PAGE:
In the atrium of the Students’ Union building on Wednesday afternoon, students watched the federal candidates running in Old Strathcona participate in a lively debate. Students raised questions about diversifying Alberta’s economy, child-care, reconciliation, the implications of university cuts, racism and discrimination, to name a few. Overall, Heather McPherson, the New Democratic Party (NDP) candidate, did a good job defending her seat, despite some criticism from the other candidates.
Hibo Mohamed, the Liberal candidate, argued that the policies of the candidates on the left were unrealistic and left financial questions unanswered, as neither party had released their costed platforms at the time of the debate. Specifically, she questioned the promises from the Green Party and the NDP for tackling student loan debt.
“I have a lot of student loan debt as well…forgiving all student loans or forgiving $20,000 sounds really great,” she said. “But the reality is first of all, neither of these platforms are costed, so we don’t know how much that is going to cost,” she said. Mohamed also added that these systems could be abused by the wealthy who take out student loans despite not needing them.
The NDP costed platform was released over the weekend and received a passing score from former parliamentary budget officer, Kevin Page. The platform is the most ambitious of the three major parties but leaves some questions unanswered about how they will implement programs. While Mohamed’s criticisms of the NDP platform have merit, they don’t change the fact that their platform is more ambitious in trying to address students concerns. It seems that even in a Liberal government, the NDP are always going to be the stronger advocates for students.
Conservative candidate Tunde Obasan emphasized job creation and during the debate and when asked about child-care, argued that the conservative tax credit plan was the only feasible option. “The Liberals and the NDP have been talking about affordable child-care for over 20 years but we have not seen it happen. [Now] just a few weeks before the election it is coming up. These are promises that will never be delivered,” he said. “The Conservative plan is the one that will work for everyone.”
While the conservative tax credit would be the most easily implemented, it also won’t help people who are living month to month as was raised in the forum. People who can’t afford to shell out the money for child-care upfront wouldn’t be helped by this program. Alternatively, the Liberal and NDP $10 per day programs would make child-care costs go down dramatically across the country and have funds dedicated towards creating more child-care spaces to meet demand.
I was pleasantly surprised during the debate to see the most convincing criticism of McPherson come from Kelly Green, the Green Party candidate.
Green told students that he himself had voted for McPherson in the last federal election and had encouraged his friends to do the same. However, after two years he felt that the NDP had squandered many opportunities for change as they held the balance of power. “They blew it quite frankly,” he said.
“We had a minority parliament, and the NDP had the chance of a generation to bring changes to the people of Canada and squandered almost all of those chances. We don’t have Pharmacare. We don’t have dental care…we don’t have a strong plan on climate change…[and] CERB is drying out,” he said.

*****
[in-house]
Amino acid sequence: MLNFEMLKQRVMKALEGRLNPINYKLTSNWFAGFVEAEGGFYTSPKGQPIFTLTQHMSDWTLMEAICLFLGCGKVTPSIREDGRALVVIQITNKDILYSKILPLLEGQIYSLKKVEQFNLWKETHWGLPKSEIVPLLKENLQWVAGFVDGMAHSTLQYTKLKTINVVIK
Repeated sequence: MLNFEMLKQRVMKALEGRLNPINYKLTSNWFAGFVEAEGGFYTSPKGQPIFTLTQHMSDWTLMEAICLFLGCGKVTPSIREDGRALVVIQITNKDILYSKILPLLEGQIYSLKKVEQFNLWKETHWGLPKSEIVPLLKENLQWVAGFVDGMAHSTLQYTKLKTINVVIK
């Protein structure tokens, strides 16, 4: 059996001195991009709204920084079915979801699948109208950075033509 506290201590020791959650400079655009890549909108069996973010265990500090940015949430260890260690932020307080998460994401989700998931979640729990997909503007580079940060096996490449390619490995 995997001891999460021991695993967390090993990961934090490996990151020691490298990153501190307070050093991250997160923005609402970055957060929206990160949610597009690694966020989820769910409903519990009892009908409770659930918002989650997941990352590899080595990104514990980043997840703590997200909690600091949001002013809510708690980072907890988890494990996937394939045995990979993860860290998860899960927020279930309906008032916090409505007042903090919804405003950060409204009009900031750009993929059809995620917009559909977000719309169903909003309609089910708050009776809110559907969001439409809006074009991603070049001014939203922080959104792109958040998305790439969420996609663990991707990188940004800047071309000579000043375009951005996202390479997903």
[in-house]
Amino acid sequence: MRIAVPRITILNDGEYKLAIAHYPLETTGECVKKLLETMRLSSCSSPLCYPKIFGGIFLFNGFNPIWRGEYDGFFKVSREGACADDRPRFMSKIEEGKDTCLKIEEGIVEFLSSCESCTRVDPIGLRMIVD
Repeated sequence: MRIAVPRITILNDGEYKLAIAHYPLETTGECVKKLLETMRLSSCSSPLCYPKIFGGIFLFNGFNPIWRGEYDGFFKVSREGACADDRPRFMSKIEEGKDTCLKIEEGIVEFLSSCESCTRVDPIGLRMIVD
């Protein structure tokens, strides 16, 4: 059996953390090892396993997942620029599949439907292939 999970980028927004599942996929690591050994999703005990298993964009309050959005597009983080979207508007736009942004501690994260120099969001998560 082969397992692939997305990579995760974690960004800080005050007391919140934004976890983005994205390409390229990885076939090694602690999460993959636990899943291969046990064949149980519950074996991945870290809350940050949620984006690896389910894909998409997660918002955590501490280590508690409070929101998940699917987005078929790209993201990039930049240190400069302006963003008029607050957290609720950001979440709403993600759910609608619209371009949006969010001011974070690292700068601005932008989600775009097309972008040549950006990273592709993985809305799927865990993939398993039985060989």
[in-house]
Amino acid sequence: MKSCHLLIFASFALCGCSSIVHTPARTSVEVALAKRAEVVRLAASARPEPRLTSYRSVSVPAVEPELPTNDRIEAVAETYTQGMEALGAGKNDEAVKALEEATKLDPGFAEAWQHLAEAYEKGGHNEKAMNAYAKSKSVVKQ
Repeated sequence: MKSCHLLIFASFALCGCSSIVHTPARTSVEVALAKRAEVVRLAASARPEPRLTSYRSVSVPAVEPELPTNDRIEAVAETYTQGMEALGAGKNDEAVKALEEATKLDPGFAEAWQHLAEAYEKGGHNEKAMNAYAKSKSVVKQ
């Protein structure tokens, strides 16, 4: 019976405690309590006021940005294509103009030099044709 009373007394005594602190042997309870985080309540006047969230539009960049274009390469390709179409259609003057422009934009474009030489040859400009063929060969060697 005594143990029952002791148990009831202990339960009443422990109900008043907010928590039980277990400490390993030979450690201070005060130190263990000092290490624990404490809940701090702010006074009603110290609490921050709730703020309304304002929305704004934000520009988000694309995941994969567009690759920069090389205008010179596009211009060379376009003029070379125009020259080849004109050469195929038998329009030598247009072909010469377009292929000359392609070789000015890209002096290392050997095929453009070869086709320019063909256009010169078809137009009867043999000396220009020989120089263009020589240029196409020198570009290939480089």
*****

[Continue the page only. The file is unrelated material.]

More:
I think Kelly Green was strong in that he addressed the general cynicism that people have surrounding elections. He recognized that people have grown tired with the same old promises being broken. This accusation is often thrown at the Liberals and Conservatives, but he pointed out that the NDP can shoulder some of that blame as well.
Green argued that he was the only candidate with the political will to get key progressive policies done and encouraged those disenchanted with the status quo, to vote for him. “Send a message to Ottawa, send a message to the constituents in Old Strathcona and send a message to the world that you’re ready to take climate action seriously.”
That being said, McPherson still had the best performance today as she was not afraid to dive into specifics. She raised what she had accomplished over the last two years with her party, such as her advocacy on topics like student loan debt during the pandemic, coal exploration in the Rocky Mountains and funding for Campus Saint Jean (CSJ).
She also gave tangible ideas that she would advocate for going forward like tackling online hate on social media platforms, ending the blood ban, and ending student loan repayments during the pandemic to name a few. This level of detail and preparation was just not presented by the other candidates.
McPherson’s greater level of political experience and her advantage as the incumbent showed in today’s forum as she came across as prepared, enthusiastic and welcoming — inviting multiple members of the audience to speak to her after the forum so she could give more detailed answers to their questions. While all candidates did participate in a meet and greet after the forum, McPherson was the only one who went out of her way to invite people during the forum, which I thought was a smart move on her part as it made her seem very approachable.
The NDP probably could have pushed harder for certain issues these last two years and their platform may not yet have the fiscal details that it should. That being said, McPherson struck me as someone who is ready to eagerly jump back into parliament, to advocate for issues students care about.
Voting day is September 20, 2021 and you can find more information on how to vote here.